Poster Presentations

Start Date

20-5-2014 12:30 PM

Description

Parallel with the advancements in medical techniques and treatments, the microorganisms that we are constantly battling against are also evolving. Bacterial evolution is leading to an increasing number of antibiotic resistant strains of bacteria. As the bacteria evolve, the antibiotics that are currently in use to combat bacterial diseases are becoming ineffective. FDA approval of new antibacterial agents decreased drastically over the past decade. Thus the design and synthesis of new classes of antibacterial agents, possibly with structures unrelated to the current antibiotics, as the next generation antibacterial agents is highly desirable. In the current work the antimicrobial effect of an extended library of about 80 diarylhydrazones, related diaryl Schiff-bases and their precursor compounds, aryl-carbonyl compounds and phenylhydrazines have been evaluated against Escherichia coli, Micrococcus luteus and Staphylococcus aureus strains of bacteria. All compounds have been properly purified by recrystallization or column chromatography. The products were characterized by mass spectrometry and 1H, 13C and, when applicable, 19F NMR spectroscopy. While the diarylhydrazones and diaryl Schiff-bases were chosen due to their general biological activity, the carbonyl compounds and phenylhydrazines, that are their precursor compounds, were screened as possible metabolic products. Independent hydrolysis and mass spectrometric studies were also carried out under the generic assay conditions in order to determine the stability of the screened diarylhydrazones and Schiff-bases. The compounds have been tested in standard cytotoxicity assays using Escherichia coli, Micrococcus luteus and Staphylococcus aureus strains. It was observed that the diarylhydrazones showed considerable activity against all three bacterial strains, while the diaryl Schiff-bases exhibited moderate to weak activity. The precursor compounds appeared to be inactive against the bacteria. The stability studies also indicated that the hydrazones as well as the Schiff-bases remained stable under the assay conditions.

Comments

Abstract of poster presented at the 2014 UMass Center for Clinical and Translational Science Research Retreat, held on May 20, 2014 at the University of Massachusetts Medical School, Worcester, Mass.

Creative Commons License

Creative Commons Attribution-Noncommercial-Share Alike 3.0 License
This work is licensed under a Creative Commons Attribution-Noncommercial-Share Alike 3.0 License.

 
May 20th, 12:30 PM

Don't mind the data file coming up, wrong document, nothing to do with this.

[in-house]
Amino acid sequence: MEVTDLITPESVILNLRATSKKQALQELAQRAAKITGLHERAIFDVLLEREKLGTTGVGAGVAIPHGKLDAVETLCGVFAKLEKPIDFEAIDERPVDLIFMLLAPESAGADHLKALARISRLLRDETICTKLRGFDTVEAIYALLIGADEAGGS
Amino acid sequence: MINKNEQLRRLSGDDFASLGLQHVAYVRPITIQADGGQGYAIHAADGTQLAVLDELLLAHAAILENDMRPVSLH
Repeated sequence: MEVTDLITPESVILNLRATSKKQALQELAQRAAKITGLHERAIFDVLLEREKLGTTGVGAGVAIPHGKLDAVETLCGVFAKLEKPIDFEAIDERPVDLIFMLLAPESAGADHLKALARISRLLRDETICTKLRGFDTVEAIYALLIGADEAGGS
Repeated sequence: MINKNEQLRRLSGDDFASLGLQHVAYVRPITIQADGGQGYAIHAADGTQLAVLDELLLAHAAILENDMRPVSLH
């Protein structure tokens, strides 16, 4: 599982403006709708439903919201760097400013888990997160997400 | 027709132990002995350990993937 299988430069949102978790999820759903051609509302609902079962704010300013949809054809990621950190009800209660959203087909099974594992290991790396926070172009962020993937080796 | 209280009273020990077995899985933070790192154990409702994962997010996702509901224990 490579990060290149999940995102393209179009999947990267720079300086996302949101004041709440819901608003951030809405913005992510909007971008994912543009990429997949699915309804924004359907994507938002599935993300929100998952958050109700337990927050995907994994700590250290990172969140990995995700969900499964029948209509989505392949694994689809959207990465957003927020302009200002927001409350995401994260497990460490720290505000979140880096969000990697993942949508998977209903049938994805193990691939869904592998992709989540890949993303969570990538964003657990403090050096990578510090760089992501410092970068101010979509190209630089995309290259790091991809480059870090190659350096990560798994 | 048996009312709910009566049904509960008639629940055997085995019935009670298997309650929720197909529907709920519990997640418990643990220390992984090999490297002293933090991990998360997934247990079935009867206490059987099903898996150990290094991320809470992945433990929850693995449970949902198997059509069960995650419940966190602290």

Evaluation of Antibiotic Properties of Diarylhydrazones, Diaryl Schiff-bases and Their Precursors

Parallel with the advancements in medical techniques and treatments, the microorganisms that we are constantly battling against are also evolving. Bacterial evolution is leading to an increasing number of antibiotic resistant strains of bacteria. As the bacteria evolve, the antibiotics that are currently in use to combat bacterial diseases are becoming ineffective. FDA approval of new antibacterial agents decreased drastically over the past decade. Thus the design and synthesis of new classes of antibacterial agents, possibly with structures unrelated to the current antibiotics, as the next generation antibacterial agents is highly desirable. In the current work the antimicrobial effect of an extended library of about 80 diarylhydrazones, related diaryl Schiff-bases and their precursor compounds, aryl-carbonyl compounds and phenylhydrazines have been evaluated against Escherichia coli, Micrococcus luteus and Staphylococcus aureus strains of bacteria. All compounds have been properly purified by recrystallization or column chromatography. The products were characterized by mass spectrometry and 1H, 13C and, when applicable, 19F NMR spectroscopy. While the diarylhydrazones and diaryl Schiff-bases were chosen due to their general biological activity, the carbonyl compounds and phenylhydrazines, that are their precursor compounds, were screened as possible metabolic products. Independent hydrolysis and mass spectrometric studies were also carried out under the generic assay conditions in order to determine the stability of the screened diarylhydrazones and Schiff-bases. The compounds have been tested in standard cytotoxicity assays using Escherichia coli, Micrococcus luteus and Staphylococcus aureus strains. It was observed that the diarylhydrazones showed considerable activity against all three bacterial strains, while the diaryl Schiff-bases exhibited moderate to weak activity. The precursor compounds appeared to be inactive against the bacteria. The stability studies also indicated that the hydrazones as well as the Schiff-bases remained stable under the assay conditions.

 

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